So Disney kind of dodged a bullet with "Roger Rabbit" 's original VHS release (And trust me, folks. The 25th anniversary of this Touchstone Pictures / Amblin Entertainment co-production which Walt Disney Studios Home Entertainment released last month has long since been scrubbed clean). But on the heel of having to recall six million copies of the VHS of "The Rescuers" in  January of 1999, all because Mouse House managers learned -- well after the fact -- that there was a single frame in this 1977 Walt Disney Productions release where a nude Playboy playmate could be spied in one of the apartment windows that Bernard, Bianca and Orville flew by in New York City ... Well, it was finally time that something formally had to be done about this issue.


Copyright Disney Enterprises, Inc. All rights reserved

Truth be told, Disney executives did start getting more hands-on about the animated features that WDAS had in production prior to the "Rescuers" recall in 1999. The first film to receive the go-through-frame-by-frame-to-seek-out-the-sex process was "The Hunchback of Notre Dame ." Paul & Gaetan Brizzi had done a masterful job with their animation of the "Hellfire" sequence in this Kirk Wise & Gary Trousdale movie. But as studio officials began reviewing Paul & Gaetan's pencil tests, they became very concerned about that fiery version of Esmeralda which Judge Claude Frollo envisioned dancing in his fireplace. The concern -- at least at the executive level -- was this hallucinatory version of "Hunchback" 's gypsy just looked too naked. Which is why the Brizzis were then ordered to go back in and reanimate a specific portion of "Hellfire." So that it would then appear that Esmerelda, even as she was supposedly made entirely out of fire in this scene, still had some clothes on.


Please note the scoop neck dress line that the Brizzi brothers added after the
fact to their original animation of Esmerelda in "Hunchback" 's "Hellfire"
number. Which then suggested that this fiery version of the sexy
gypsy was still wearing clothes. Copyright Disney
Enterprises, Inc. All rights reserved

Things got even sillier / stranger when "Mulan" was in production at Walt Disney Feature Animation - Florida. The executives back in California were so concerned about the skinny-dipping scene in this Tony Bancroft / Barry Cook movie that word came down that only the supervising animators for each of the characters featuring in this scene (i.e. Mark Henn for Mulan, Aaron Blaise for Yao and Broose Johnson for Chien-Po & Ling) were to be allowed to animate these characters in "Mulan" 's skinny-dipping scene. With the message from Mouse House Management clearly being that -- if anything even remotely risque were to pop up in this portion of that motion picture -- Disney officials  would then know who exactly to fire.

The irony is that -- because Blaise and Johnson wound up being so careful & cautious with their animation of Yao, Chien-P & Ling in this film's skinny-dipping scene -- people who watched test screenings of "Mulan" intially didn't realize that the Gang of Three had actually removed their clothes prior to jumping into the water to join Mulan. Which is why -- prior to "Mulan" 's June 1998 theatrical release -- Disney animators had to create a brand-new scene that (in silhouette, mind you) clearly showed Yao, Chien-Po & Ling peeling off their Chinese army uniforms before they then raced downhill to join Mulan for a late night swim.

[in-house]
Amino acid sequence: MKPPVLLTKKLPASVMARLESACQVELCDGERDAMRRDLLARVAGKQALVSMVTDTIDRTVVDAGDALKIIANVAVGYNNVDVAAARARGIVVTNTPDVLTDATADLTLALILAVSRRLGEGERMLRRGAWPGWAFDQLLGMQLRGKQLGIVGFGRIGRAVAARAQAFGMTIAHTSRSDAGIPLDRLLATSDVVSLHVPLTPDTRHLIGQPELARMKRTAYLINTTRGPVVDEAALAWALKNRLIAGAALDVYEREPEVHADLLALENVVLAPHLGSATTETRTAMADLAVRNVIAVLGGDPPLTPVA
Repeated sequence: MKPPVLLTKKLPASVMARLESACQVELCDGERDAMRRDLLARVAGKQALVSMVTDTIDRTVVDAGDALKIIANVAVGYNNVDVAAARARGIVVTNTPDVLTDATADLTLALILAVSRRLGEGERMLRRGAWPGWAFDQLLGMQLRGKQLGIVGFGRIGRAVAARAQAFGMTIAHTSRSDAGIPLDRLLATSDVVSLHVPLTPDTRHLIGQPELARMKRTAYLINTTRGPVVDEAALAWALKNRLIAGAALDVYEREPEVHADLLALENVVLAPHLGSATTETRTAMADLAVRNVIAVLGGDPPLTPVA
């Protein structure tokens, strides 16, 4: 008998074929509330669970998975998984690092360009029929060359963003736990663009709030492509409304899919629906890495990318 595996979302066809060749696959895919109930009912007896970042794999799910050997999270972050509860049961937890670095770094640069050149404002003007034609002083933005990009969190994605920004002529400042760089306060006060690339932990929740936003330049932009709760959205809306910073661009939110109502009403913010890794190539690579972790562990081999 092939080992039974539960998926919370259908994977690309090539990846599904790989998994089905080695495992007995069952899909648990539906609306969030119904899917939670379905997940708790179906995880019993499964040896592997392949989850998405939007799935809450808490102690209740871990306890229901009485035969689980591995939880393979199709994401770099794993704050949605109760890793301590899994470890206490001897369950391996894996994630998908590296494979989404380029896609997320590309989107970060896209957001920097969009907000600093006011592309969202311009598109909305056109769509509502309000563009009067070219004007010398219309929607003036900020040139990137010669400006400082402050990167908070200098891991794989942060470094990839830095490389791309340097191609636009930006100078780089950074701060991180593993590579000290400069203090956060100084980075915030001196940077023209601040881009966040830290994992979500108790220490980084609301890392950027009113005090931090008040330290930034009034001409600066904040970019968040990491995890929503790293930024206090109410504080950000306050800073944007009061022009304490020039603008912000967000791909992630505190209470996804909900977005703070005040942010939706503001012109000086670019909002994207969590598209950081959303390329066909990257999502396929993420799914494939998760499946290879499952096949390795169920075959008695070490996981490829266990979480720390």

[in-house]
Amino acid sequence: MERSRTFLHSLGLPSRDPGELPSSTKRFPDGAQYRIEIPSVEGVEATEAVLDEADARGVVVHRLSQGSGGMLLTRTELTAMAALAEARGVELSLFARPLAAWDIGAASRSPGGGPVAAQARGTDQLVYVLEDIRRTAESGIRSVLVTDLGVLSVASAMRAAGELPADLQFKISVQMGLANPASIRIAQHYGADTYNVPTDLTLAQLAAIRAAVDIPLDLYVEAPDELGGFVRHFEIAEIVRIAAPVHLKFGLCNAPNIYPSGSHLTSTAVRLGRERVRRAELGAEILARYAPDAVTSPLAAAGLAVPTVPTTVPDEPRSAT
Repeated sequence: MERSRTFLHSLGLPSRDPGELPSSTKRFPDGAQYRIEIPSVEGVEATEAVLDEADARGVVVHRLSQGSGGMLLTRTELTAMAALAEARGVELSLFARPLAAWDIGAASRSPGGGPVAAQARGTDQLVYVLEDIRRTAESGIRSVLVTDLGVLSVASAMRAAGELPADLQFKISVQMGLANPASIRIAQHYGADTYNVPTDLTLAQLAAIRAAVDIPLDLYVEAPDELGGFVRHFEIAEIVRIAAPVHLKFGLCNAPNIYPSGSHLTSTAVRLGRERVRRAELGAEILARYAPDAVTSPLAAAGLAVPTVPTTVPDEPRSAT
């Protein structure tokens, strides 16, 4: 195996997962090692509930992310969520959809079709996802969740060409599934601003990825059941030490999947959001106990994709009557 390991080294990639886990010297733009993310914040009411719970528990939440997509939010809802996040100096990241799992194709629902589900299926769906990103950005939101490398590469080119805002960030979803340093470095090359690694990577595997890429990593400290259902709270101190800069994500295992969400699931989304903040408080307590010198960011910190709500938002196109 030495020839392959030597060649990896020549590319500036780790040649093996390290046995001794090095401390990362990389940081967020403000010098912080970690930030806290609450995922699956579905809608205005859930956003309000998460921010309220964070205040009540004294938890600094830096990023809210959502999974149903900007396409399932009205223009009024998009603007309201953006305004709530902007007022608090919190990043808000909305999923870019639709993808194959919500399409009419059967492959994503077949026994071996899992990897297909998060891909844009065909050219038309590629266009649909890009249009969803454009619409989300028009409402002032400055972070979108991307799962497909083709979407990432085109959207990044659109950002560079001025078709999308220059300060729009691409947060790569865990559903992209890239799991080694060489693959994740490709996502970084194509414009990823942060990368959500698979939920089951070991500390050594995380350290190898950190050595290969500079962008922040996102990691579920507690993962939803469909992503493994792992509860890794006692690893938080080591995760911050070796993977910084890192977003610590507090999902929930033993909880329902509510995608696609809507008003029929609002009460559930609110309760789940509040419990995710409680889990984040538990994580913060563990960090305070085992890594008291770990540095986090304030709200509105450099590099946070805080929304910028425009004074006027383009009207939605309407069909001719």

Copyright Disney Enterprises, Inc. All rights reserved

But if you watch "Mulan" 's skinny-dipping scene today, you can see how carefully choreographed it is to make sure that any naughty bits are kept below the surface of the water and/or just out of frame. In fact, to hear some of the animators who worked on this Disney Feature Animation -Florida film talk, a lot of potential for comic tension in this scenes got lost because the execs out in California were so paranoid about Mulan, Yao, Chien-Po and Ling getting too close to one another and then possibly touching while they were all together in that water skinny-dipping. So the notes that Bancroft & Cook kept getting back from Burbank was " ... make sure that those characters stay far apart while they're together in the water."

The same sort of caution supposedly carried over to the production of Pixar's "Brave" last year. That -- while the folks back in Burbank didn't dare tell Mark Andrew, Brenda Chapman & Steve Purcell what sort of story they should be telling in their tale of the Scottish Highland -- they did reportedly send along a note or two about Queen Elinor's (SLIGHT SPOILERS AHEAD) transformations. That -- when Merida's mother changed her form in this film -- Andrew, Chapman & Purcell please make an effort to make sure that the Queen's naked body was always kept just out of sight. That it was okay to suggest this character's nudity just as long as no real body parts were ever shown.


Merida's bare-bottomed brothers -- Hamish, Harris & Hubert -- scramble into
Queen Elinor & King Fergus' arms at the end of Pixar's "Brave."

Copyright Disney Pixar. All rights reserved

Likewise those brief moments in Pixar's "Brave" where Hamish, Harris and Hubert appeared naked and/or the members of the clans Macintosh, MacGuffin, Dingwall and DunBroch all march back into the castle without their kilts ... Well, that was okay as long as these male characters faced away from the camera and all the audience ever saw was bare butts. But even so, as a direct result of these two brief bits of male nudity, "Brave" still wound up being only the third film in Pixar history to be receive a PG rating (with 2004's "The Incredibles " and 2009's "Up " being the other two).